I had conquered the hill. I could do this. I contemplated a little Snoopy Dance just for the hell of it and decided against it (look we know I’m nuts but those folks next me to on the road didn’t need to find out about it). As it turned out, it was a good thing to have shown some restraint since yes there is a second hill and at 9.30 in the morning, when you’ve been walking for an hour in the hot sun and you’re not quite sure why, that damned hill looks like Kilimanjaro. I kid you not. I have never in my life been so pleased to be at the top of something – and if I never climb another hill again, I won’t be sorry. Nor will I trust a course description again I might add – gradual climb. Pfft.
From there it was, quite literally, cliche or not, just one foot in front of another and keep watching for the little signs that showed another kilometer was behind me. I realized quite quickly that if I stopped at the drink station for water or to use a portaloo, no way in hell would I ever move again, so I just kept moving. When a drink station came into view I let myself have some Powerade from my drink bottle. Happily I din’t need to use the Portaloo anyway or I might be telling a completely different story right now (actually anyone who knows me well, knows I wouldn’t be telling any story involving a Portaloo or the activity that goes on inside – so we’re pretty safe).
I just kept listening to Springsteen and Jennings and Etheridge and Scialfa and putting one foot in front of the other. Anybody watching would have noticed that from time to time my pace picked up – Ramrod, Come to My Window, Looking for Elvis – and other times it slowed – Amanda, It’s Not Supposed to Be This Way and actually come to think of it, Jennings might not be the best choice of music for a half marathon….
At the halfway point I began to smile. I was hot, I was sweaty, I was sure I had lost what few marbles I had left but dammit, I was half way through. I just might pull this off.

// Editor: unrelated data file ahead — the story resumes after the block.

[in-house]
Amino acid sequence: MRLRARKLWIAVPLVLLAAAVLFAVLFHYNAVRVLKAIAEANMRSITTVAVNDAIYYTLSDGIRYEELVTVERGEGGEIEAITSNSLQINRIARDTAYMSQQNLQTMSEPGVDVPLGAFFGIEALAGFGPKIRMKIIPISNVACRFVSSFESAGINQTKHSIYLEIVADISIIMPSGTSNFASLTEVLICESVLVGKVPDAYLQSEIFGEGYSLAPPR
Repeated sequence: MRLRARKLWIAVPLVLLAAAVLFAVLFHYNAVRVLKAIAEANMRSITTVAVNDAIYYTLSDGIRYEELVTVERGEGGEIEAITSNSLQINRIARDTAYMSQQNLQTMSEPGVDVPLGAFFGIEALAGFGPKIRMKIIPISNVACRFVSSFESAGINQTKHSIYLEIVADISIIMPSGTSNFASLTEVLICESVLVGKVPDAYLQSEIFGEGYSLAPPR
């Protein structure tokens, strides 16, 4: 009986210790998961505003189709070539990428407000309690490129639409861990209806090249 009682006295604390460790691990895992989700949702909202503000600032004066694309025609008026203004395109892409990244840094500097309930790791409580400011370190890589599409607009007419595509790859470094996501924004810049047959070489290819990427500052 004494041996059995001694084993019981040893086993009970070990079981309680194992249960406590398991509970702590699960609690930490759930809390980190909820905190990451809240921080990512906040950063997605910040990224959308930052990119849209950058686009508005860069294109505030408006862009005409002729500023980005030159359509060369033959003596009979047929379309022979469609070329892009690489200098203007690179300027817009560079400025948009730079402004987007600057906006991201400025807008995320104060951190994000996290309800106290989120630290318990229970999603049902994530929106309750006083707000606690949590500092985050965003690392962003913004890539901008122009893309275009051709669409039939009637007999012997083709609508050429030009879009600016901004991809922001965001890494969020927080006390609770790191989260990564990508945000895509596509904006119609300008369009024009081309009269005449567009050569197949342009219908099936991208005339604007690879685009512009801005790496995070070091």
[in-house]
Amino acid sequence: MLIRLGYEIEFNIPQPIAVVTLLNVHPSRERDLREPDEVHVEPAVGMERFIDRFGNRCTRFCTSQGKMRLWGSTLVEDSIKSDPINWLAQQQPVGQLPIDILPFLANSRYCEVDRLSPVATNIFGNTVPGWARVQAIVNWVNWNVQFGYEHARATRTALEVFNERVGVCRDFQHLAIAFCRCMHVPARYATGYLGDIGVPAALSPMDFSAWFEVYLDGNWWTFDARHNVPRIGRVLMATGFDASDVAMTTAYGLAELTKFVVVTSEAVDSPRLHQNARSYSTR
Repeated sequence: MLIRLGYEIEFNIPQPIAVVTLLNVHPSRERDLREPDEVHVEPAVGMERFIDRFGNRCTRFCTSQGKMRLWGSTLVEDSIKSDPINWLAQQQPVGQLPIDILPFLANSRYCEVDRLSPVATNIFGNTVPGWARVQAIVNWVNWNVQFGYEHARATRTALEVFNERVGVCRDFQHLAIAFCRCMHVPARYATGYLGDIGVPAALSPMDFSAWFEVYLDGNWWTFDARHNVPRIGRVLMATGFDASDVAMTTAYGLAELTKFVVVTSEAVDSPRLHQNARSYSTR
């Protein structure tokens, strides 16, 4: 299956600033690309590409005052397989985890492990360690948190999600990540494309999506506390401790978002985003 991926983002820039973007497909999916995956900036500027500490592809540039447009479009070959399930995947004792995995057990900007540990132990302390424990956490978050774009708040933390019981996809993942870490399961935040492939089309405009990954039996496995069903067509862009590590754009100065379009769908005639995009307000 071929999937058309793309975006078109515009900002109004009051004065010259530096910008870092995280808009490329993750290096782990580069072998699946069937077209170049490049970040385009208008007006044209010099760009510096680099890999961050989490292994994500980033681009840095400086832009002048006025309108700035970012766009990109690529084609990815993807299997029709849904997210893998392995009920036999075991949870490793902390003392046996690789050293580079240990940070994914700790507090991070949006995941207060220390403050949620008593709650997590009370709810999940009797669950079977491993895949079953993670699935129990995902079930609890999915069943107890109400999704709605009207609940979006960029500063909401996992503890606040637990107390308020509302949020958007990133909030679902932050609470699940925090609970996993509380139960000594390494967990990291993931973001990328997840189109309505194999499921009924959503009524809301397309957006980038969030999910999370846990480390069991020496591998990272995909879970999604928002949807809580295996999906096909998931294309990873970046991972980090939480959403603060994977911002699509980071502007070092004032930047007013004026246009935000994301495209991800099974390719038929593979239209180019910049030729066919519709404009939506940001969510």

At 12 kilometres, with less distance ahead of me than behind me, something began to change. Maybe, just maybe, I could do this thing. And as I strode past the 13 kilometre marker I began to get a little defiant. I was going to finish this half marathon with my head held high and nothing on earth would stop me.
All the people over the years who had told me I couldn’t, shouldn’t, wouldn’t, wasn’t good enough, would never be good enough, wasn’t pretty enough, was too fat, was too uncool, was too smart, not smart enough could all go to hell. Not only could I – but I would.
And I did.
When I crossed the main road at 18 kilometers, TMoTH’s brother was one of the marshalls. It was the first familiar face I’d seen since 7am and I got a huge burst of energy from seeing him (thanks Wayne). There were only three kilometers to go until the end. Until I saw The Offspring and TMoTH and could stop.
And sign up for another half marathon. Wait? What? My mind kicked this around for a moment and I admitted to myself, yes, I would be doing another event as soon as possible.
At that moment – right there and then – I knew I had beaten something in myself. It wasn’t about anybody telling me what they thought I was or wasn’t. It wasn’t about the race or the training. Or about the fundraising. Or trying to teach my kids how we should behave. Not that those things didn’t figure in it – they did and they were important – they just weren’t the most important thing.
The most important thing was I had proved to myself I could do something Big. Something so far out of my comfort zone, I had no idea what I was doing. If I could do this thing, I can do anything. Run my own business. Write a novel. Maybe even a best seller. I can set myself a challenge and see it through.
At the 20 kilometre mark I saw TMoTH’s mum and Miss 13 and burst into tears. In fact I was crying so hard, I couldn’t speak to either of them. Or to TMoTH and Master 15 who were a bit further down. They cheered me on and walked a few paces with me, then let me finish the final kilometre. As I crossed the road to the final stretch, Olivia Newton John sang “Nam Myoho Renge Kyo” in my ears, and then faded out to Springsteen belting out “Jacob’s Ladder” as I crossed the finish line. It was perfect.
On November 16 I competed in my first half marathon. I walked it in 3 hours and 25 minutes. I walked it for my Dad who I miss and for my kids, The Offspring, who I adore. I walked it for my siblings who are my best friends and my mother who taught me everything important there is to know in life and to whom I owe everything. I walked it for Dennis, TMoTH, who makes me smile and feel safe every single day. I walked it for the people I work with who work so hard to make a difference – and the people for whom they are trying to make a difference.
But most of all, it turns out, I walked it for me.